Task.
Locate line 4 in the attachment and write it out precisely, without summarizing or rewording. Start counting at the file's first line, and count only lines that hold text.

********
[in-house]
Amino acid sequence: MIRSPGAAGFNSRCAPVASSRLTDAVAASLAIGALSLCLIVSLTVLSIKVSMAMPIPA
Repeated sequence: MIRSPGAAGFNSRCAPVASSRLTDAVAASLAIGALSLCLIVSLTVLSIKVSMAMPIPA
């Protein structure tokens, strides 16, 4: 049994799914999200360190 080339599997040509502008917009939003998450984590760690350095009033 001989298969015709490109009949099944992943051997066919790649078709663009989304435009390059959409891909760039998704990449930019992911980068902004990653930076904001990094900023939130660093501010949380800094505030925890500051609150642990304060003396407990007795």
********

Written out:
């Protein structure tokens, strides 16, 4: 049994799914999200360190 080339599997040509502008917009939003998450984590760690350095009033 001989298969015709490109009949099944992943051997066919790649078709663009989304435009390059959409891909760039998704990449930019992911980068902004990653930076904001990094900023939130660093501010949380800094505030925890500051609150642990304060003396407990007795």